The contrast between the two economic philosophies could not be sharper and neither are the economic results.

'The age of wisdom and the age of foolishness' indeed.

Saturday, August 14, 2010

The Federal Reserve Strikes Again

A recent headline on the cover of Barron's said it all: "Why the Fed will soon print $2 trillion".

This past week the Federal Reserve, headed by Ben Bernanke, said it would continue to keep interest rates near zero and that it would continue to buy billions of dollars worth of Uncle Sam's debt.

Its decision has two obvious effects. First, the Federal Reserve continues to screw savers with those near-zero interest rates.

Second, the Fed's purchases of US Treasuries continues to distort the Treasury market. Their actions keeps rates artifically low, creating a dangerous bubble in the Treasury market. This bubble has sucked many unwary investors into bond funds and will blow up eventually. When the Treasury bubble bursts, it will cause huge losses for investors who thought they were playing it "safe".

Why is the Federal Reserve doing this? Because the so-called recovery in the US is a flop. Trillions of dollars of "stimulus" have produced nothing.....

Unemployment is not getting better. Consumers aren't shopping. Banks aren't lending. And the list goes on.....

Both the Federal Reserve and the US government continue to blindly follow Keynesian economics, named for famed economist John Maynard Keynes.

But it is a perverted form of Keynesian economies...Keynes is probably turning over in his grave.

The government only follows half of Keynes' advice - to stimulate the economy during downturns in the economy.

It conveniently forgot the other part - any stimulus money was to come from money that had been SAVED during good economic times.

Keynes' theory is much like the Bible story concerning a dream the Egyptian pharaoh had about seven lean years which would follow seven good years, that was interpreted by Joseph.

Apparently the US government didn't have a Joseph and forgot to save anything during the good years.

The Swedish Solution

And much like the BP oil crisis where the US government arrogantly refused any sort of help from overseas, the Federal Reserve refuses to implement a solution given to them by the Swedish central bank to jumpstart lending.

The United States has a big problem with its banks reluctance to lend to anyone. Here is why.....

When the financial crisis hit, in an effort to "save" the banks, the Federal Reserve began paying banks interest on any money deposited with the Federal Reserve. The Fed did not do this before the crisis hit.

So the banks' logic is "why take a risk and lend the money out, when we make money just by letting it sit there 100% risk-free at the Fed?"

Sweden had a similar problem with their banks not long ago. Their solution?

Negative interest rates.

In plain English, if Swedish banks left money deposited at the Swedish central bank, they would have to pay the central bank interest on the money!

Needless to say, Swedish banks soon took their money out of the Swedish central bank and began making loans in an effort to make a profit.

But the Federal Reserve, with its only concern seeming to be Wall Street and the banks, has refused to do this. At the least, it could go back to its old policy and quit paying interest to the banks.

But do not expect a change in the Fed's or the government's policies until the train (US economy) completely jumps off the track.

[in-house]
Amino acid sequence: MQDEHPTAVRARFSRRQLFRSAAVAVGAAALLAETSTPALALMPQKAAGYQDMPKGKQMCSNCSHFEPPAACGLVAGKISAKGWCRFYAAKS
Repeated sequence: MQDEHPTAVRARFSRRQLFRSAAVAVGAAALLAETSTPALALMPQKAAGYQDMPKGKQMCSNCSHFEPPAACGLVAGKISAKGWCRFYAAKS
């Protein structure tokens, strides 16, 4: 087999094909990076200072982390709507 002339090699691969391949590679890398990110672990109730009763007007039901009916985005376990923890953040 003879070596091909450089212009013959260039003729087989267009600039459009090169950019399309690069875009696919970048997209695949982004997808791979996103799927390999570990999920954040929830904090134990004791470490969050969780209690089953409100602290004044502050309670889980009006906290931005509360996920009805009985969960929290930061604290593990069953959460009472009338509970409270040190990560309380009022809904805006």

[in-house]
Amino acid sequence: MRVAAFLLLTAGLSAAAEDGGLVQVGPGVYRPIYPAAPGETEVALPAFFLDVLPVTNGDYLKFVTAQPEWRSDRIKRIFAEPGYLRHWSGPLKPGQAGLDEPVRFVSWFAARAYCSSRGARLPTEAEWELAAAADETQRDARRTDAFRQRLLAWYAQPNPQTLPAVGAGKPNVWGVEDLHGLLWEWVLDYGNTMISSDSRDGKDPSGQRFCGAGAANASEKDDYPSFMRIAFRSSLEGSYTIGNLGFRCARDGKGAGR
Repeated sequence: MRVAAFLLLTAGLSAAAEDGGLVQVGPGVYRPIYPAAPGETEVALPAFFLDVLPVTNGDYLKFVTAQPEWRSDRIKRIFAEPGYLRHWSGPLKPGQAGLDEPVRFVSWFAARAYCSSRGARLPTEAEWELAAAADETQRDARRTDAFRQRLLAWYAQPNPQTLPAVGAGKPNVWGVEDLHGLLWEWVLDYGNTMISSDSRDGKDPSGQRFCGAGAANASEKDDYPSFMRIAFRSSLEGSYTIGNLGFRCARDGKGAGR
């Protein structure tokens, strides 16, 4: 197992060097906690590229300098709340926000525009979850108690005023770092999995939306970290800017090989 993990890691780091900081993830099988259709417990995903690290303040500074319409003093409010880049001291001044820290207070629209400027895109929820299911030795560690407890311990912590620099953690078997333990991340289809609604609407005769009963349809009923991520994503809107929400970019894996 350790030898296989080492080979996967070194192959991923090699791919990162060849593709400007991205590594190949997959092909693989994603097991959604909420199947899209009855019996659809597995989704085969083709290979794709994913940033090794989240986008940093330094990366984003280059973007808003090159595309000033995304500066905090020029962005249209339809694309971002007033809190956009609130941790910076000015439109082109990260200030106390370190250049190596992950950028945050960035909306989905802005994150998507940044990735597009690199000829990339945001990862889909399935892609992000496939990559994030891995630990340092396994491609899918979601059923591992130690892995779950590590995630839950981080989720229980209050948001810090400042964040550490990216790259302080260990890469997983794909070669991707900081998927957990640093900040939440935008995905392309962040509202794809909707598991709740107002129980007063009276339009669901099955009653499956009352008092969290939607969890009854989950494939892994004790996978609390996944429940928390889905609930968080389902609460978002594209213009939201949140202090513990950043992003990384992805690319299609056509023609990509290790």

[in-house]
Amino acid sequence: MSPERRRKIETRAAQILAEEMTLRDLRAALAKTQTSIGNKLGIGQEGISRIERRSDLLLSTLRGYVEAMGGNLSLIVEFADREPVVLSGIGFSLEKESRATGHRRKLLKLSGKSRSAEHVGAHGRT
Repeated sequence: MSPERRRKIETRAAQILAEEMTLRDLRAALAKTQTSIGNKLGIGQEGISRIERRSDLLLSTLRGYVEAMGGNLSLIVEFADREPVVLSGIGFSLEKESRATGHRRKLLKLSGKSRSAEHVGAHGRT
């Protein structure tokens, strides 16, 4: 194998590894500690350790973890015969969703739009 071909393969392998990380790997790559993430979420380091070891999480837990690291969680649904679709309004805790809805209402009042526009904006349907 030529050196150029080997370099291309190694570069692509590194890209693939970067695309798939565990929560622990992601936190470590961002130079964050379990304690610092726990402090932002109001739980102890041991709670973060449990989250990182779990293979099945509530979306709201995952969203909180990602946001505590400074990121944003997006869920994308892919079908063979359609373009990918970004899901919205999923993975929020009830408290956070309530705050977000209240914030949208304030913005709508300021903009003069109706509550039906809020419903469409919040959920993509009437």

Saturday, August 7, 2010

No Ratings Agencies Reform

The ongoing global financial crisis has prompted great changes in almost every industry. Credit rating agencies, one of the main culprits of the crisis, somehow seems to have escaped unscathed. Until now.....

When it came to rating a bond, there were only three companies which did this and all of them are US-based. The three firms are Standard & Poor's, Moody's and Fitch.

But that has now changed. There is a new player in town. It is China's Dagong International Credit Rating Company.

This makes sense. China, the largest sovereign debt holder in the world, with nearly $2.5 trillion would like to have a bigger say as to the risk and reward Beijing deems appropriate for its investment money.

It has already created quite of stir by lowering the debt rating of the United States down from AAA. It lowered its rating to AA with a negative outlook.

That may just be politics but what Dagong said about its competitors is pertinent and rings true.

It accused its American rivals of becoming politicized. It said the three rating agencies were "too close to the clients" [Wall Street] and highly ideological - "the United States will always be a AAA rating" - and thus have lost their objectivity in rating bonds.

As if to confirm the Chinese criticism, the Wall Street Journal recently reported that the three big US credit rating firms have made an urgent request of their new clients.

That request? "Do not use our names on bond issues!"

Why? Because the new financial reform law made them liable for their ratings effective immediately.

So, instead of defending and standing behind their work, the three companies basically told the world "China is right. Do NOT trust us!"

The big three credit rating firms have been highly criticized in the aftermath of the global financial crisis and rightly so.

The firms rated any piece of junk issued by Wall Street as AAA, as long as they were highly compensated by Wall Street.

This inherent conflict of interest was NOT addressed by the new financial reform law, so even the Europeans are joining the Chinese and soon will be setting up their own credit rating agency.

The rating agencies can be put into the too big to fail and too stupid to survive category. These firms' incompetence, or is it complicity, is truly outstanding.

In any true financial reform legislation, their government-supported monopoly should have ended and the firms should have been shut down or at the least completely revamped to make them truly independent.

It looks like the corrupt monopoly is ending anyways though, thanks to the Chinese and the Europeans.